Porter’s five forces have several weaknesses. The first is in its composition, as a static model, it provides a snapshot of the wider industry at some point in the past. This can be useful for informing short-term strategy, but the window of applicability for the information coming out of Porter’s five forces has also been narrowed by rapidly evolving external factors. These are trends like globalisation and rapid technological advances that weren’t as prominent when Porter devised his framework. The other weakness is that a lot of people use Porter’s five forces in ways it was never intended. Trying to apply Porter’s five forces to a specific company rather than an industry as a whole is the most common mistake. Porter’s five forces can provide information to enlighten strategic discussions, but it isn’t an individual-company analysis tool. In addition equal attention should not be paid to all five forces, for most industries there will be one or two forces that outweigh all the others.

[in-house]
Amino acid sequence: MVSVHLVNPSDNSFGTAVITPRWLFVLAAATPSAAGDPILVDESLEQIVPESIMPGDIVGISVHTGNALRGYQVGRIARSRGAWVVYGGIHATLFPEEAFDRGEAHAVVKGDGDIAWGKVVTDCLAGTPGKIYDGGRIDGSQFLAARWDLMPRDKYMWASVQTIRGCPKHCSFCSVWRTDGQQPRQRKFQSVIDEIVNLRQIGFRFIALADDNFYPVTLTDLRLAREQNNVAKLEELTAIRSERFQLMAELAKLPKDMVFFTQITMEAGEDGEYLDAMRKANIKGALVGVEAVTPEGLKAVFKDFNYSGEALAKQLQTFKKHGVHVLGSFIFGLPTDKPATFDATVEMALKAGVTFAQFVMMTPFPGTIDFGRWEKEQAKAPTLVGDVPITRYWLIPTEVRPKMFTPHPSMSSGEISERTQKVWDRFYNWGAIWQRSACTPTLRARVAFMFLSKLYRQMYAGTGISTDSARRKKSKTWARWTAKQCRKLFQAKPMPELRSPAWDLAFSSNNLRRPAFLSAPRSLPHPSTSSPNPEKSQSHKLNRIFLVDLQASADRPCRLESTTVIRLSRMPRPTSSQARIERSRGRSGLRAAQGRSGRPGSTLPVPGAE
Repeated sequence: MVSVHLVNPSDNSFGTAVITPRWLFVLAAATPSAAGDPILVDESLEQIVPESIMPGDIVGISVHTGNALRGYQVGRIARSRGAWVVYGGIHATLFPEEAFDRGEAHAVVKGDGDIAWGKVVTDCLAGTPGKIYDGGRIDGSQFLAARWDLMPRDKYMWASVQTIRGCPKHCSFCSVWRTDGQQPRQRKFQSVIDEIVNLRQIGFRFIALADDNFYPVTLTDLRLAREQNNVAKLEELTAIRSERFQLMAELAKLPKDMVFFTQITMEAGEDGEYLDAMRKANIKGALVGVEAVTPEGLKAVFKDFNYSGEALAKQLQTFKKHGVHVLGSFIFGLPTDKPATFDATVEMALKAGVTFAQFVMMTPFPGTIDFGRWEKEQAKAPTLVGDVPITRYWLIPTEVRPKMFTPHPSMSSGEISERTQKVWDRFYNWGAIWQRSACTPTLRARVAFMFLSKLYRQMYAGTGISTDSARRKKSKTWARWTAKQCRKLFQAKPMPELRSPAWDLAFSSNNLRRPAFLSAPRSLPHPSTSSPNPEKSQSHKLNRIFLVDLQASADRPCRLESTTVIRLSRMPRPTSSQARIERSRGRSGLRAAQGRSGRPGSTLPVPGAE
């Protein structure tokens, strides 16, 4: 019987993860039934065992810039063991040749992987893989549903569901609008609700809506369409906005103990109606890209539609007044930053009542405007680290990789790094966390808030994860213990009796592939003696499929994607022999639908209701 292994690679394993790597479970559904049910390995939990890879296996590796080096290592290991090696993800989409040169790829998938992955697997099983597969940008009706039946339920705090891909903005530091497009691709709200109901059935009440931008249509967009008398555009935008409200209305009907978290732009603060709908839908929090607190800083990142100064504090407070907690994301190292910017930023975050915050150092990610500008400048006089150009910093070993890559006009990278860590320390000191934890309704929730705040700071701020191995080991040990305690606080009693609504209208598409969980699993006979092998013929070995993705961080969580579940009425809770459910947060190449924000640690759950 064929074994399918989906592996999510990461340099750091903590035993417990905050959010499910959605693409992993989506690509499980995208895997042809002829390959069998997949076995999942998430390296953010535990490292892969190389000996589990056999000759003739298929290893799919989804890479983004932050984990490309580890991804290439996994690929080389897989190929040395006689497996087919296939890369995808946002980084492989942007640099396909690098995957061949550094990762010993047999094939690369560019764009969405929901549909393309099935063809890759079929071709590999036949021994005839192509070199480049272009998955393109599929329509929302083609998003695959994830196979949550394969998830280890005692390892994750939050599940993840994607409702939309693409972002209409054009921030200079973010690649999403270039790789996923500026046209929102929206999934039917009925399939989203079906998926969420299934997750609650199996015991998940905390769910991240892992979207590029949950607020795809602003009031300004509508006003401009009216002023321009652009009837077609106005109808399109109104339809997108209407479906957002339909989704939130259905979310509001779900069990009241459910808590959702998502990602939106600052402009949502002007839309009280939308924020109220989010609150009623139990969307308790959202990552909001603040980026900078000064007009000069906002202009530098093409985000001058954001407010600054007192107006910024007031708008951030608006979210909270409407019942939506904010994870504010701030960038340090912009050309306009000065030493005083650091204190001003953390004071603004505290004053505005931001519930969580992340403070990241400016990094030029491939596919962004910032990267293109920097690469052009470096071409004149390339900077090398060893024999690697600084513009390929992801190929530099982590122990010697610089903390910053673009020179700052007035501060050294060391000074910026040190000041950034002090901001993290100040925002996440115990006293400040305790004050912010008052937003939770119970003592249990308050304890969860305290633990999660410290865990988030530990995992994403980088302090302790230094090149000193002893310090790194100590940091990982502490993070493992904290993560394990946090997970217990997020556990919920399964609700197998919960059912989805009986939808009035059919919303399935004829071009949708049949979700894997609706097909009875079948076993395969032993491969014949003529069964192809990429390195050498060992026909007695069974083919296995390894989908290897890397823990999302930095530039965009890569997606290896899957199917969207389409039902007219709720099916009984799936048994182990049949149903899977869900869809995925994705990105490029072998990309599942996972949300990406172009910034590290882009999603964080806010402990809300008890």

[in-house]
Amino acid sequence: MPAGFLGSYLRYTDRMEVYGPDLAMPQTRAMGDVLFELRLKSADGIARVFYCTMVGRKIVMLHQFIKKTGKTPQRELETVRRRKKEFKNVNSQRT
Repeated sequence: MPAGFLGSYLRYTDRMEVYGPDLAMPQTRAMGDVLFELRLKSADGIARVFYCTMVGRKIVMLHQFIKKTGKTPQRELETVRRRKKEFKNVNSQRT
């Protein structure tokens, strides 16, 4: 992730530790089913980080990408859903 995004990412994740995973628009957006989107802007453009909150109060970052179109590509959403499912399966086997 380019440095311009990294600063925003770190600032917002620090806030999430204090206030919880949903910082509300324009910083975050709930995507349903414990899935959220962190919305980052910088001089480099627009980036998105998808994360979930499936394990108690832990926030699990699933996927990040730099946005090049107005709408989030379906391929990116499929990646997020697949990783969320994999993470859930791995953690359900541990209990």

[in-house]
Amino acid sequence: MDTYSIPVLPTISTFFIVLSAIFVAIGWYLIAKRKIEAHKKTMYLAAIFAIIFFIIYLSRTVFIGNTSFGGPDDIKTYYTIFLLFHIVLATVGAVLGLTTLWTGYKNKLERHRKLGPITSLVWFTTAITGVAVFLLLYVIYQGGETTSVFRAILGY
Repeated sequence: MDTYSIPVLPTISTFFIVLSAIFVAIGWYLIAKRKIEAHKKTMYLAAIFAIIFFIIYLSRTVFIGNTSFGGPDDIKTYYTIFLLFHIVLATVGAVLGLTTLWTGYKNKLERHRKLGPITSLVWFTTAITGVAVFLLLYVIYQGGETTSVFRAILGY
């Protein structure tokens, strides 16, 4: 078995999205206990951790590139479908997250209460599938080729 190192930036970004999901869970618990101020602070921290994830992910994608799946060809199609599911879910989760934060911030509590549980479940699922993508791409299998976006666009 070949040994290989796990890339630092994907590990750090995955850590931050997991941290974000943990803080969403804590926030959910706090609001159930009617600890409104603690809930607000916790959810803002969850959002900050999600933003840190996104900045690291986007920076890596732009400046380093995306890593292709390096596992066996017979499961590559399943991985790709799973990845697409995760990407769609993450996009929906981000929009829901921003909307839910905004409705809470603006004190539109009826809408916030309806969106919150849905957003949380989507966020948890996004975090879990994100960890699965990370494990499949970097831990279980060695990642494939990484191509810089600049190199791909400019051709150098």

In conclusion there are a number of tools available to support businesses with strategic analysis and planning. Three have been explored in more detail, a SWOT analysis is a simple commonly used tool however it does not prioritise actions. The PEST is another tool that is useful for understanding the political, economic, socio-cultural and technological environment that an organisation operates in. However, each paradigm will have different levels of importance according to the type of business and it is sometimes useful to complete this along with a SWOT. A PEST analysis most commonly measures a market, a SWOT analysis measures a business unit, a proposition or idea. The Porters five forces model is the last one that has been explored, this is useful for assessing the potential for profitability in an industry. With a little adaptation, it is also useful as a way of assessing the balance of power in more general situations. It enables the business to look at how each of the five forces can be affected to move the balance of power more in the business’s favour. It may be useful for businesses to use more than one of the tools to ensure they have a comprehensive analysis of their business.